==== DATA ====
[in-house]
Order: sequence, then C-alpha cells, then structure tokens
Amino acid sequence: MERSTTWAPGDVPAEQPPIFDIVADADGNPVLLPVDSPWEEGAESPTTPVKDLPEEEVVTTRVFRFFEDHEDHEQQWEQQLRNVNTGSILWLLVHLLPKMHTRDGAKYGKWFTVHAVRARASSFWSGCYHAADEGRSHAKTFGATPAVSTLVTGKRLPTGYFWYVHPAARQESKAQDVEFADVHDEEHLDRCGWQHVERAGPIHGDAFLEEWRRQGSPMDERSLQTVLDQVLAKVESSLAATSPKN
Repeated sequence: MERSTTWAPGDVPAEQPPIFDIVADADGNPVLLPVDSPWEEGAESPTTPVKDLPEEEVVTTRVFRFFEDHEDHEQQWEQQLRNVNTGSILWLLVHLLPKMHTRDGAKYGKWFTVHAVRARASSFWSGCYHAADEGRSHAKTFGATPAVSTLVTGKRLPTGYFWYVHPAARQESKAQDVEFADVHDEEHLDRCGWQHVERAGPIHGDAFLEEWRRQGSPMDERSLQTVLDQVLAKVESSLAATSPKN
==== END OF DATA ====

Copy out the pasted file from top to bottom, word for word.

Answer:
[in-house]
Order: sequence, then C-alpha cells, then structure tokens
Amino acid sequence: MERSTTWAPGDVPAEQPPIFDIVADADGNPVLLPVDSPWEEGAESPTTPVKDLPEEEVVTTRVFRFFEDHEDHEQQWEQQLRNVNTGSILWLLVHLLPKMHTRDGAKYGKWFTVHAVRARASSFWSGCYHAADEGRSHAKTFGATPAVSTLVTGKRLPTGYFWYVHPAARQESKAQDVEFADVHDEEHLDRCGWQHVERAGPIHGDAFLEEWRRQGSPMDERSLQTVLDQVLAKVESSLAATSPKN
Repeated sequence: MERSTTWAPGDVPAEQPPIFDIVADADGNPVLLPVDSPWEEGAESPTTPVKDLPEEEVVTTRVFRFFEDHEDHEQQWEQQLRNVNTGSILWLLVHLLPKMHTRDGAKYGKWFTVHAVRARASSFWSGCYHAADEGRSHAKTFGATPAVSTLVTGKRLPTGYFWYVHPAARQESKAQDVEFADVHDEEHLDRCGWQHVERAGPIHGDAFLEEWRRQGSPMDERSLQTVLDQVLAKVESSLAATSPKN